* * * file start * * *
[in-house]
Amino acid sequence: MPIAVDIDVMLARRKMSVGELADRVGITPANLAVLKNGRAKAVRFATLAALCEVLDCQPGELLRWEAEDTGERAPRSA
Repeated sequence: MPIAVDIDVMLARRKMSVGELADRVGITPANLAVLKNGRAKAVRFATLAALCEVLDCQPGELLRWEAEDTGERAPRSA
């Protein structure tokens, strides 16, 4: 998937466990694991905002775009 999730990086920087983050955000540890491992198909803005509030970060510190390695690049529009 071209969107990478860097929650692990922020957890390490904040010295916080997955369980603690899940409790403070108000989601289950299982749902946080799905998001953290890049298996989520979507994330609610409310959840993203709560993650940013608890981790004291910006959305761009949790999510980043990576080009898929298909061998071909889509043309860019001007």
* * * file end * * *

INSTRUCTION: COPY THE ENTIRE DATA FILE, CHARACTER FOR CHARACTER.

[in-house]
Amino acid sequence: MPIAVDIDVMLARRKMSVGELADRVGITPANLAVLKNGRAKAVRFATLAALCEVLDCQPGELLRWEAEDTGERAPRSA
Repeated sequence: MPIAVDIDVMLARRKMSVGELADRVGITPANLAVLKNGRAKAVRFATLAALCEVLDCQPGELLRWEAEDTGERAPRSA
């Protein structure tokens, strides 16, 4: 998937466990694991905002775009 999730990086920087983050955000540890491992198909803005509030970060510190390695690049529009 071209969107990478860097929650692990922020957890390490904040010295916080997955369980603690899940409790403070108000989601289950299982749902946080799905998001953290890049298996989520979507994330609610409310959840993203709560993650940013608890981790004291910006959305761009949790999510980043990576080009898929298909061998071909889509043309860019001007």